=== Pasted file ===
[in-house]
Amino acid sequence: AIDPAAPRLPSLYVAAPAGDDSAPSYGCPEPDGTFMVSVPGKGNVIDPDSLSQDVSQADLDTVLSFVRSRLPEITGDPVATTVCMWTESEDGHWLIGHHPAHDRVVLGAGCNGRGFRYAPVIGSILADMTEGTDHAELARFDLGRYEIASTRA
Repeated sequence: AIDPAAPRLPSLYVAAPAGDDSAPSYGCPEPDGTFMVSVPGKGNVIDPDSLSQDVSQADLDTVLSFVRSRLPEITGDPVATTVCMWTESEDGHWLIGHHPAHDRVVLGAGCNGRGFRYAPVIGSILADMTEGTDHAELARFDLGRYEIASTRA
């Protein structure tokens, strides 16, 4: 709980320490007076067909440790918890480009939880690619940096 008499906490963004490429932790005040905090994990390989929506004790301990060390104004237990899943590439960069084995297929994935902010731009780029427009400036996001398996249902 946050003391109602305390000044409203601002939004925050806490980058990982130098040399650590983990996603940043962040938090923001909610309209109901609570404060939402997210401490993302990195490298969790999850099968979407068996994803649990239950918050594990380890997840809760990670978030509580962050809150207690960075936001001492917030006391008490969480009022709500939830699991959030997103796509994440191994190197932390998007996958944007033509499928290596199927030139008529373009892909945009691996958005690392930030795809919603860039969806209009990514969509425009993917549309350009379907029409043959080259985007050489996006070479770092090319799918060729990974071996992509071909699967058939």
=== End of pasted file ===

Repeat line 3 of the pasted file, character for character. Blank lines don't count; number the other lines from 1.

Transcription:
Repeated sequence: AIDPAAPRLPSLYVAAPAGDDSAPSYGCPEPDGTFMVSVPGKGNVIDPDSLSQDVSQADLDTVLSFVRSRLPEITGDPVATTVCMWTESEDGHWLIGHHPAHDRVVLGAGCNGRGFRYAPVIGSILADMTEGTDHAELARFDLGRYEIASTRA